Chrome Permission Flaw: Extensions Can Monitor User Activity

Chrome is one of the most powerful web browsers (if not the most powerful web browser). With its huge marketplace of extensions and apps, it’s more like a platform and has fuelled the creation of ChromiumOS. The Chrome APIs have played a major role in fueling this massive growth. From extensions like AdBlockPlus, that block pestering ads to Grammerly, that help fix grammatical issues in the text we type, numerous utilities have become an integral part of our life.


A Chrome extension can manage permissions for itself and other extensions. This allows for extensions to grant itself audio/video access, monitor keyboard inputs, access you browser history and even access your camera and mic.

All this without showing the red dot in tabs, quite unlike websites access your webcam.

Here’s a video showing the Permission Flaw:

Evolution of Malwares

According to chrome “Malware is any software or mobile application specifically designed to harm a computer, a mobile device, the software it’s running, or its users. Malware exhibits malicious behavior that can include installing software without user consent and installing harmful software such as viruses.”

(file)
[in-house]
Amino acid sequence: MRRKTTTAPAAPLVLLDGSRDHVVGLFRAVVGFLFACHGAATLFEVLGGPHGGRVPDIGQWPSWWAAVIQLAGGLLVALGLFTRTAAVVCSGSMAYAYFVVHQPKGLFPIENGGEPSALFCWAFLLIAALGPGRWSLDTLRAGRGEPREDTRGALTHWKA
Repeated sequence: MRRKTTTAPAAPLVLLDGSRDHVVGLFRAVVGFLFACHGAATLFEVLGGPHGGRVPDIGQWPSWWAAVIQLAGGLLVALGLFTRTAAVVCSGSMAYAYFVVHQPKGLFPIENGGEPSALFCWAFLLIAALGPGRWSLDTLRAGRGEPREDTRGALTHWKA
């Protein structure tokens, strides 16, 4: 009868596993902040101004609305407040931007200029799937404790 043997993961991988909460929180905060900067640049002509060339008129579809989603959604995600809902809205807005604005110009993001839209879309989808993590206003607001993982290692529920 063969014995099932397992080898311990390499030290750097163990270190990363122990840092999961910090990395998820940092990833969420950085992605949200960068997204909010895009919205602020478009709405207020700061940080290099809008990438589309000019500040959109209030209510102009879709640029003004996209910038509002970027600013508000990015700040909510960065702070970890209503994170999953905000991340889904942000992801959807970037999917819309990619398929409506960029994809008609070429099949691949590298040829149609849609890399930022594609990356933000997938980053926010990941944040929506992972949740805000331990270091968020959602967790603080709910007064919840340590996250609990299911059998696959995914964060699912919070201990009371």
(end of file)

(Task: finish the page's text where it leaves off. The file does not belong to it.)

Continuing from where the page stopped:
Malware Have you ever seen this?

Malwares were initially OS-specific (like Windows only or Mac only). Then they started becoming application-specific, like Macro viruses for Word, Excel and other business applications. Both these type of malwares are easily detectable by Anti-virus softwares.

Recently, new kind of malwares are being developed which are embedded in basic data files. One such example is specially crafted Subtitle files for VLC Media Player, Kodi and Popcorn Time, which go undetected and upon being used in the mentioned media player softwares, can initiate remote tunnels to a malicious server giving full access of the system.

The next and even more advanced kind of malwares come in the form of Chrome and Firefox extensions. Initially, these extensions could be developed in C/C++ along with JavaScript using NPAPI. This allowed the extensions to interact with the OS and they could potentially create and modify files on the system.

Ever wondered why the extension for Internet Download Manager was never installed from Chrome Webstore or Mozilla Add-ons repository? It wouldn’t have passed the validation checks put in place by these repositories. Towards the end of 2014, Chrome phased out the support for the NPAPI (it had been there since 1995) and later by the end of 2016, Firefox made a similar decision after adding some corresponding features in their core API platform.

Now the extensions can only be written in JavaScript and for the extension to be able to access some critical APIs, they need to be installed from the webstore. This check was made mandatory so that the Chromium Team is aware of what extensions use those critical APIs.